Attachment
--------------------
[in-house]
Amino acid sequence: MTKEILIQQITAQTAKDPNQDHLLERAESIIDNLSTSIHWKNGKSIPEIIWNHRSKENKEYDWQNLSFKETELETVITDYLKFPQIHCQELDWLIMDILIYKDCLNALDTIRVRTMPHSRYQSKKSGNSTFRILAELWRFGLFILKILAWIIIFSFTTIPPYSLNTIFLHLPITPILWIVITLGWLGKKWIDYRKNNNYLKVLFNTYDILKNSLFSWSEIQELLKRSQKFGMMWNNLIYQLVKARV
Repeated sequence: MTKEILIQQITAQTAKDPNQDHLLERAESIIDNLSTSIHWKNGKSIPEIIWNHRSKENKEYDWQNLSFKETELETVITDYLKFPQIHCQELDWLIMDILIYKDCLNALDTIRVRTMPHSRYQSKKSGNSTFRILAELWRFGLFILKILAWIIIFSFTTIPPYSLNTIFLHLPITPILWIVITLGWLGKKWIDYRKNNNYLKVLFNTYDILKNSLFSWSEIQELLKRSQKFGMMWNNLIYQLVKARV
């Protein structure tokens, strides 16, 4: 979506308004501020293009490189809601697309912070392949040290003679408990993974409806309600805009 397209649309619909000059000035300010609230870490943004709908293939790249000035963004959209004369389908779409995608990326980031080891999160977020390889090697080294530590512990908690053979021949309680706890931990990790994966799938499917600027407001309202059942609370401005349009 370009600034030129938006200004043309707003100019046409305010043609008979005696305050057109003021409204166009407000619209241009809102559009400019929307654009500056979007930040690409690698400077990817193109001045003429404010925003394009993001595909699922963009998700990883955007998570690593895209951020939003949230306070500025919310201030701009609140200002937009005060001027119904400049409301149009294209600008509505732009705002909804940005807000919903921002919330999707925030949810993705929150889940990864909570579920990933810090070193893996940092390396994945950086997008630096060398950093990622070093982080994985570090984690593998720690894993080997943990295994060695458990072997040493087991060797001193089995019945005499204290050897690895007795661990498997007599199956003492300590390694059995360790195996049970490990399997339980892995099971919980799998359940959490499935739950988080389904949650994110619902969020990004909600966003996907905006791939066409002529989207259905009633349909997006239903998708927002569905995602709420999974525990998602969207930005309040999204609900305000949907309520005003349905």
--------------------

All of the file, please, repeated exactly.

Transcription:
[in-house]
Amino acid sequence: MTKEILIQQITAQTAKDPNQDHLLERAESIIDNLSTSIHWKNGKSIPEIIWNHRSKENKEYDWQNLSFKETELETVITDYLKFPQIHCQELDWLIMDILIYKDCLNALDTIRVRTMPHSRYQSKKSGNSTFRILAELWRFGLFILKILAWIIIFSFTTIPPYSLNTIFLHLPITPILWIVITLGWLGKKWIDYRKNNNYLKVLFNTYDILKNSLFSWSEIQELLKRSQKFGMMWNNLIYQLVKARV
Repeated sequence: MTKEILIQQITAQTAKDPNQDHLLERAESIIDNLSTSIHWKNGKSIPEIIWNHRSKENKEYDWQNLSFKETELETVITDYLKFPQIHCQELDWLIMDILIYKDCLNALDTIRVRTMPHSRYQSKKSGNSTFRILAELWRFGLFILKILAWIIIFSFTTIPPYSLNTIFLHLPITPILWIVITLGWLGKKWIDYRKNNNYLKVLFNTYDILKNSLFSWSEIQELLKRSQKFGMMWNNLIYQLVKARV
């Protein structure tokens, strides 16, 4: 979506308004501020293009490189809601697309912070392949040290003679408990993974409806309600805009 397209649309619909000059000035300010609230870490943004709908293939790249000035963004959209004369389908779409995608990326980031080891999160977020390889090697080294530590512990908690053979021949309680706890931990990790994966799938499917600027407001309202059942609370401005349009 370009600034030129938006200004043309707003100019046409305010043609008979005696305050057109003021409204166009407000619209241009809102559009400019929307654009500056979007930040690409690698400077990817193109001045003429404010925003394009993001595909699922963009998700990883955007998570690593895209951020939003949230306070500025919310201030701009609140200002937009005060001027119904400049409301149009294209600008509505732009705002909804940005807000919903921002919330999707925030949810993705929150889940990864909570579920990933810090070193893996940092390396994945950086997008630096060398950093990622070093982080994985570090984690593998720690894993080997943990295994060695458990072997040493087991060797001193089995019945005499204290050897690895007795661990498997007599199956003492300590390694059995360790195996049970490990399997339980892995099971919980799998359940959490499935739950988080389904949650994110619902969020990004909600966003996907905006791939066409002529989207259905009633349909997006239903998708927002569905995602709420999974525990998602969207930005309040999204609900305000949907309520005003349905």